Dan Rowden: It's always interesting to witness the dynamic that is created by a person who exists in a state of conflict between their worldly attachments and their higher ideals - to the degree that they possess such a thing. On the one hand they are egotistically attached to things like their wife and kids, their careers and reputation, their worldly possessions and security etc, and on the other hand some part of their ego perceives and suffers over the obvious egotism and mediocrity of it all. Thus, such a person lives a kind of duplicitous life where each aspect of their egos competes with the other for control and dominance.

These competing forces are constantly aware of the other and are at all times ready to make their own case and defend against a perceived threat. So, when such a person swings toward their idealistic side, the worldly side immediately seeks to impose itself and deal with the threat to itself by either extolling the virtues of that wordly existence, creating guilt in the individual, or by denying the very substance of the ideal itself. This results in the person proclaiming the virues of one realm, in one minute, and the other realm in the next, making a sham of reason in the process. It is by no means an enviable condition.

And when I describe this as a state of "conflict", I mean that in a purely logical way - that is, to indicate two competing but incompatible forces and states. It doesn't mean that the individual necessarily experiences real emotional conflict with respect to it. It's entirely possible for a person to switch from one compartment of their minds to another with no real logical connection between the two and without experiencing a twinge of conscience regarding it. The truth and virtue of what one feels in any given moment is paramount.

It's easy for a person to get stuck in this realm of existence for a very long time because neither aspect of their ego is sufficiently developed to take that person more authentically in one direction than the other; they basically spend their whole time in a state of vacillation between the wordly and mediocre and the ideal and lofty. Should a person actually expereince deep emotional conflict over this scenario, then scope for development exists. Most, however, never get beyond the suffering which is really just an egotistical insecurity that can usually be dealt with more than adequately by little more than a flurry of words and sentiment.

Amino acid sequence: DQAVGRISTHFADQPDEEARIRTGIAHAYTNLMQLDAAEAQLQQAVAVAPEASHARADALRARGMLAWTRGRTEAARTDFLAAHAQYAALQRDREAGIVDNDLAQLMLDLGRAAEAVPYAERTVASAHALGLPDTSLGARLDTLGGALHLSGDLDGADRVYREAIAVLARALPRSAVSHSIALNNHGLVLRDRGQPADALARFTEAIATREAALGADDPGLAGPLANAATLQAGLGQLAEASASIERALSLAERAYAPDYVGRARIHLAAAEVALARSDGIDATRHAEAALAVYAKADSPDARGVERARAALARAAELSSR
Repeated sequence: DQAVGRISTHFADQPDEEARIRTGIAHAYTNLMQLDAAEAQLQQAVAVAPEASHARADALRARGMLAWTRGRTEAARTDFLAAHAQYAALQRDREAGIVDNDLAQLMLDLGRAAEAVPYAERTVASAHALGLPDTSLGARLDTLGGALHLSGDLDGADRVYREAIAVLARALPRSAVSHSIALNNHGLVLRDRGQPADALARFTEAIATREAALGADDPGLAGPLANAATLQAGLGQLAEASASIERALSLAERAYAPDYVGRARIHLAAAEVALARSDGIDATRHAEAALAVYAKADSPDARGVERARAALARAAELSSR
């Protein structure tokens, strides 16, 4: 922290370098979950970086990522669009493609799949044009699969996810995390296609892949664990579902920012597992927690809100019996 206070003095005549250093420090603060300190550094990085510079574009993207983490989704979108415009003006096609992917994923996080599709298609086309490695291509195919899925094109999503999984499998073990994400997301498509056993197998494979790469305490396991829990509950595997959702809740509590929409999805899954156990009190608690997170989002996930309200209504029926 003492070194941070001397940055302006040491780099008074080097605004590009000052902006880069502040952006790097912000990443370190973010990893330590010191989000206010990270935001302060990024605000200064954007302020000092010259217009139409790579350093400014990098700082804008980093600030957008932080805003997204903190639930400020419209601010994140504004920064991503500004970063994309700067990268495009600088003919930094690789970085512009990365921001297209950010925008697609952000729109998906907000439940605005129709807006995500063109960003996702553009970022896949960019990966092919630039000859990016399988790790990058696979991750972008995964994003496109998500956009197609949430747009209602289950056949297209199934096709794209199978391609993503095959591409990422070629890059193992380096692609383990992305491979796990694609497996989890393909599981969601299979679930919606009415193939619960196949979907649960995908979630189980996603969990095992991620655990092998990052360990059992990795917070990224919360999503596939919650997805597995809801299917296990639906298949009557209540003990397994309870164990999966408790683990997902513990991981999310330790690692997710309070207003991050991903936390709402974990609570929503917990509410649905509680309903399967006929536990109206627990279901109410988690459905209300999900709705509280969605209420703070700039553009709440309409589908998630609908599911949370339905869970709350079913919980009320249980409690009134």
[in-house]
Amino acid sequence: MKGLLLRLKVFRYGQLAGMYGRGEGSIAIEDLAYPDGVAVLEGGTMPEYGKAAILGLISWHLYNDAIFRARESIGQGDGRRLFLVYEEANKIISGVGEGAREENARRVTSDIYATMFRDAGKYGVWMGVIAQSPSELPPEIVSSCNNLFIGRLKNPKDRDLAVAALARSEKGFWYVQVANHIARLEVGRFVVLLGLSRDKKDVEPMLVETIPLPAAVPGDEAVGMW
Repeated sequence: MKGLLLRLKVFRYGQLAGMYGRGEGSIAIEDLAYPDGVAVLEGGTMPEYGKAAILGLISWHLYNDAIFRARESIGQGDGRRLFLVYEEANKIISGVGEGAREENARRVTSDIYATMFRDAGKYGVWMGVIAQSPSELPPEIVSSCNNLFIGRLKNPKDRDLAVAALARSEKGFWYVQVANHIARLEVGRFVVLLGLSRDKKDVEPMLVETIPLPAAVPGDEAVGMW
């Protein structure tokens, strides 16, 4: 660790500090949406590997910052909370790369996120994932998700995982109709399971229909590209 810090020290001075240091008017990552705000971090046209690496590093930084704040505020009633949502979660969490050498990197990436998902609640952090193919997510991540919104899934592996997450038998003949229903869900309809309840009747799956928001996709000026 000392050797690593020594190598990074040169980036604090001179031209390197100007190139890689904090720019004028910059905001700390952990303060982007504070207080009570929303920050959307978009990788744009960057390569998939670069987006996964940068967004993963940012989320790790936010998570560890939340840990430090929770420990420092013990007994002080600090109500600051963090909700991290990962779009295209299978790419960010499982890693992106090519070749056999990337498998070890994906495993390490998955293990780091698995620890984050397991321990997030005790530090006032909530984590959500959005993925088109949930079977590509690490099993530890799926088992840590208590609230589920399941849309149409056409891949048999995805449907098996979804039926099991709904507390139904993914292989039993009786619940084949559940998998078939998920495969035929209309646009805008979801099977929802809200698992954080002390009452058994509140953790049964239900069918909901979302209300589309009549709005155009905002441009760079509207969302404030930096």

The role of a genuine teacher in all of this is that of bringing the nature of that conflict to the forefront of the mind of the one who exhibits it, keeping that mind as focussed as possible on the true nature of the realm of the ideal, thus helping to ripen their karma - one way or another. This process invariably increases the suffering of the individual who is already in some turmoil, but it is the pain of birth - birth into the human realm. They are the productive growing pains of the spirit.

David Hodges: I have certainly been in a state of conflict about exactly this, with no feeling of moving towards any sort of resolution other than giving up and resigning myself to the conflict.

At one point, I was about to get rid of as much stuff as possible and try to live simply. That never happened. I am not a monk. Part of the reason is that, when it comes down to it, I really like my stuff. I don't want to live without it. I really enjoy my motorcycles and my car and my basses and guitars. I like having them around; I like how they feel, and look, and sound. They are well-made, beautiful objects and I appreciate them. At times I even enjoy my career, which pays for these lovely objects that surround me.

Dan Rowden: Well, there's your answer right there. You haven't yet reached a point where either dissatisfaction with, or repulsion to, worldly pleasures and attachments has given you real impetus to pursue more lofty philosophic aspirations, even if you are able to recognise their reality. That's fair enough. It would be foolish to contrive anything here. It's just a simple fact of life that if one has not developed a healthy disgust for the world and onself and their egotistical natures, then there's basically no chance whatever of an authentic pursuit of wisdom occuring.